Exploitation or Entrepreneurship? Disney, Disabilities and the Black Market - The Mobility Resource

In a recent article from the New York Post – a new problem was brought to light. Wealthy Manhattan moms paying huge amounts of money in order to keep their kids from having the inconvenience of standing in line. For an eight hour day, $1,040 will get you through the park without having to wait in line. The catch? You have to exploit a person with disabilities to do it.

Disney of course offers a VIP guide and no lines for $310 to $380 an hour. The black market guides are much cheaper. But are they ethical?

exploitation or entrepreneurship

My knee-jerk reaction to hearing this story was outrage. Understandably so. After all, how dare these Manhattan mothers skirt the system that was already in place for the wealthy upper-crust of society to avoid lines by exploiting people with disabilities?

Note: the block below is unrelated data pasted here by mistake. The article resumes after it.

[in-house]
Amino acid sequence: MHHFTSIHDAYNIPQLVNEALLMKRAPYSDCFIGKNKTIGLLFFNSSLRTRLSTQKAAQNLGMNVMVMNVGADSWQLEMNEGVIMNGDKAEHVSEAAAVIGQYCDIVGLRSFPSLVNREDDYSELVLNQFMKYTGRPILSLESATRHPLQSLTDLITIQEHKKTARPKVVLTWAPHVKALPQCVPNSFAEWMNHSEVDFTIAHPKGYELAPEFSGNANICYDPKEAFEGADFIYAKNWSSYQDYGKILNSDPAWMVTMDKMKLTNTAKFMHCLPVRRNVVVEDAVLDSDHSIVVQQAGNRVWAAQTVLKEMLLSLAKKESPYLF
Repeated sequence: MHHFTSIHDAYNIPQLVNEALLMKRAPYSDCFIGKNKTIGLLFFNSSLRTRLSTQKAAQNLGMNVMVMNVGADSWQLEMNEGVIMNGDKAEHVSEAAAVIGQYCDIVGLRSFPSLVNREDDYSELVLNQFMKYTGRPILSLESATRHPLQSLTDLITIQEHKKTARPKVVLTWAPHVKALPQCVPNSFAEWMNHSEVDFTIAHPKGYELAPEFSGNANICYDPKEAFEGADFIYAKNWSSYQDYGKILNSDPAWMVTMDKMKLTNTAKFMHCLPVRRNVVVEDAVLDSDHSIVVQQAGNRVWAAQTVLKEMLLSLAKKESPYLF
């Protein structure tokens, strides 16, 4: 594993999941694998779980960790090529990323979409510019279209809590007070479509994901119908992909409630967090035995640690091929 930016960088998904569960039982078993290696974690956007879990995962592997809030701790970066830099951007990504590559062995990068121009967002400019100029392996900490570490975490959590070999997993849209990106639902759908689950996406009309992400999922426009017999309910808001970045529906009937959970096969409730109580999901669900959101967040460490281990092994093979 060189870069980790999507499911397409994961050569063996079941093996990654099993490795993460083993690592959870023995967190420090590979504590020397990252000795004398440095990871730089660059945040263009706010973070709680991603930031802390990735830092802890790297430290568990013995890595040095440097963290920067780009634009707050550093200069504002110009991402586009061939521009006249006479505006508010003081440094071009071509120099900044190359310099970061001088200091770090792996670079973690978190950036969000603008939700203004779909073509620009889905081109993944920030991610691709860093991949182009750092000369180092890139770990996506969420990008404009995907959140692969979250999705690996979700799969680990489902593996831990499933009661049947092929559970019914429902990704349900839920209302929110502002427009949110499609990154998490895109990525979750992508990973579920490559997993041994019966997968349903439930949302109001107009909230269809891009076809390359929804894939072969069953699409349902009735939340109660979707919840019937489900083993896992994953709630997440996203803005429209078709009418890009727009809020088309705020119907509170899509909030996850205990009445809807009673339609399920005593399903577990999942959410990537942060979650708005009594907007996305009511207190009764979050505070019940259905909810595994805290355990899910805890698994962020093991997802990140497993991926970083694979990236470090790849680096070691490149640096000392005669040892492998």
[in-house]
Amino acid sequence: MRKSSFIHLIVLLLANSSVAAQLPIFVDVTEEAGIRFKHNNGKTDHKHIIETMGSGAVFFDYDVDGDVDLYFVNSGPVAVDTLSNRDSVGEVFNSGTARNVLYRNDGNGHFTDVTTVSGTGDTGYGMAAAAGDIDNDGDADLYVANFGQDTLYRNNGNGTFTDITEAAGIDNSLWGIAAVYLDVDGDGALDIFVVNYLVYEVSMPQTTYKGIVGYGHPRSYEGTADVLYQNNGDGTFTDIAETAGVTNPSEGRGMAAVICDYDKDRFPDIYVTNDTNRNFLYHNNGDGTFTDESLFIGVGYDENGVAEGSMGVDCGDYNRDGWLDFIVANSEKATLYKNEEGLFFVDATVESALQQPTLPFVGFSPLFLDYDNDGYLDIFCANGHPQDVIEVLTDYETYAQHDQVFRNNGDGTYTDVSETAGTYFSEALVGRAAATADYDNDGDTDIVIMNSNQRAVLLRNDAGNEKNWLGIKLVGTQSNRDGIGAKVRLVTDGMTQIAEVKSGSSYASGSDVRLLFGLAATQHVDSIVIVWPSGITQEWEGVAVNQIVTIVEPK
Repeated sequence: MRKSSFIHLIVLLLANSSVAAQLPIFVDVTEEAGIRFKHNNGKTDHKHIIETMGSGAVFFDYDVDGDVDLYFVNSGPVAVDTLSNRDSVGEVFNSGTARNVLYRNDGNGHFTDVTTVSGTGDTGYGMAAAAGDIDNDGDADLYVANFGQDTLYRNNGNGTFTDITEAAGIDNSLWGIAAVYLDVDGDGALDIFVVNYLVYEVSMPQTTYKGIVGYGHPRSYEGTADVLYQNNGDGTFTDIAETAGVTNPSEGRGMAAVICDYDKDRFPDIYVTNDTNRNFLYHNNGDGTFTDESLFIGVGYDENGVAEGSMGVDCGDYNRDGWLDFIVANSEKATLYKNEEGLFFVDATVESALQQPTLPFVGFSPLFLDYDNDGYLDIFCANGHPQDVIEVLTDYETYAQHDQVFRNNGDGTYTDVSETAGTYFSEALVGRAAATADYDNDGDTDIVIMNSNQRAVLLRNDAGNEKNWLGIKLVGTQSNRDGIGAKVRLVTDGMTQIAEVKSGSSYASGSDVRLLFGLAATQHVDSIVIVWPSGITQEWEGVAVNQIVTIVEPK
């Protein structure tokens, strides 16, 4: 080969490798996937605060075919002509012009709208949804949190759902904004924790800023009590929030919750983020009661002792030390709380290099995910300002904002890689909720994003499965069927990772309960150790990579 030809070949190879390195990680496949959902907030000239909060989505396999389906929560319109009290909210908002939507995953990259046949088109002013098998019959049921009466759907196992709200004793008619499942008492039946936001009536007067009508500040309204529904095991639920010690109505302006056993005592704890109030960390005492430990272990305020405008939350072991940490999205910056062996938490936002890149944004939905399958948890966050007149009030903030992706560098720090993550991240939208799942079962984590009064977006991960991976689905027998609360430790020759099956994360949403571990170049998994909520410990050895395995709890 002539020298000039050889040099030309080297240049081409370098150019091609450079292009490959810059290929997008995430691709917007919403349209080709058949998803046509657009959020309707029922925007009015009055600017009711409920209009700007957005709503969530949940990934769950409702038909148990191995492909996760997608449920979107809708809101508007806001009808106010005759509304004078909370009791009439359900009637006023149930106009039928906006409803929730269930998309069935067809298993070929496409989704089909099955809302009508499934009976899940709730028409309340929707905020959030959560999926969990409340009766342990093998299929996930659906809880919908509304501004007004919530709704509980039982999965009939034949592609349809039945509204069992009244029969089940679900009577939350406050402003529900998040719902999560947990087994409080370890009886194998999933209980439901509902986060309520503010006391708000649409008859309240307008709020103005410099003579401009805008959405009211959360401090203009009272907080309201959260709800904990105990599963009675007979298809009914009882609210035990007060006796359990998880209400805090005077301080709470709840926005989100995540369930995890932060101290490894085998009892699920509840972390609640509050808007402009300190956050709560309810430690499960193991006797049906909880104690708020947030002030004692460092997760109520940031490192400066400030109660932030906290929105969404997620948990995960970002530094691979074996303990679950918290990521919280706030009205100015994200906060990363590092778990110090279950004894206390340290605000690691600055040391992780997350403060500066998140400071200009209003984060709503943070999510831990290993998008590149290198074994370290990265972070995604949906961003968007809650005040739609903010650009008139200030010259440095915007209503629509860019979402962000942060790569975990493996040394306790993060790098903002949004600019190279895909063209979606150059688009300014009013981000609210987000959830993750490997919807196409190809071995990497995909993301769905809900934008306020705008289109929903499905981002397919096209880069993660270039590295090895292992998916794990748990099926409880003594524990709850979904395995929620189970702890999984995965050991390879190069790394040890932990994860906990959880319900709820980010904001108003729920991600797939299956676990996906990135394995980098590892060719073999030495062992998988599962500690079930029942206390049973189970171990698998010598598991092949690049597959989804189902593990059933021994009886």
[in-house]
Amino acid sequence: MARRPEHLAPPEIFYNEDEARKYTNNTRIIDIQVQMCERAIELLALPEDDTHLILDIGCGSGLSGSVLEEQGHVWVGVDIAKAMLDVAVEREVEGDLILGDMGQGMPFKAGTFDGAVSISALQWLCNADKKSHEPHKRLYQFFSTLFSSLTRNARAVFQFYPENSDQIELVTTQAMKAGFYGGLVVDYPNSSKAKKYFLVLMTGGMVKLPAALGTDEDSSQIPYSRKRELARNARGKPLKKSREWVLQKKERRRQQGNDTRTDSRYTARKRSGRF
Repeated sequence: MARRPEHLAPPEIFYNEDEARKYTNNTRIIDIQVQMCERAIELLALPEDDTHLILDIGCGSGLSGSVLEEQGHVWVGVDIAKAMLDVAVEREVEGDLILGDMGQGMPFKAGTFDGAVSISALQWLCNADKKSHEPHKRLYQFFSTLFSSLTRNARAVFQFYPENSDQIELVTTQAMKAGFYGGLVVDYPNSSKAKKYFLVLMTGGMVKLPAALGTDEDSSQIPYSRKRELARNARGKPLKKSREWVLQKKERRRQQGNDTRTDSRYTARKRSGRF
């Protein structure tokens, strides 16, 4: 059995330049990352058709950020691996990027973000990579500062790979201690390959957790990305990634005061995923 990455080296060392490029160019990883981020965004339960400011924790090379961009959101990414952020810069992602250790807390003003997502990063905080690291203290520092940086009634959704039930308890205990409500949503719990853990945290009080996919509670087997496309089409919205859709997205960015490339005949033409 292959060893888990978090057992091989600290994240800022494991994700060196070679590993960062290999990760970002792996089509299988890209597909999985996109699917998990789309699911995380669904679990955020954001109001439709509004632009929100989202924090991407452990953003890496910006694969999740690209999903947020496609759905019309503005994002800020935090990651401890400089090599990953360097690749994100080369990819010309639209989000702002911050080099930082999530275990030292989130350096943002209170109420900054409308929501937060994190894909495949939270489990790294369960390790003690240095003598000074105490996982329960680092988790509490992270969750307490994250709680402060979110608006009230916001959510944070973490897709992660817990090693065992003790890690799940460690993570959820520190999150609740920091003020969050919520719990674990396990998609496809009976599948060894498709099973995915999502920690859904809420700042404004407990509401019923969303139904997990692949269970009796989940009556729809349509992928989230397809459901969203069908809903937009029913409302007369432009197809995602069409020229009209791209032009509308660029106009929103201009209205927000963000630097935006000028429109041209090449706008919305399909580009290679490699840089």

In a capitalist economy, consumers purchase goods or services which give them the best return on investment (assuming they are indeed rational actors).

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When given the choice of a more expensive option offered by Disney or an inexpensive but equally convenient option offered by a competitor – a rational actor would choose the latter.

In addition, the unemployment rate for individuals with disabilities was an incredible 12.9%. This combined with the incredibly low economic participation rate (20.7%), it would be very difficult to condemn these “black market” tour guides for creating their own business and earning a living from a service that they provide.

After all, would’t it be discrimination if a tour guide with disabilities was unable to give a tour through the park without proper accommodation as recommended by the Americans with Disabilities Act? Are outside tour guides banned from providing tours of the parks? The answer to these questions are obvious. As long as outside tour guides are permitted to be hired, there should be no ethical quandary concerning hiring a tour guide with a disability.

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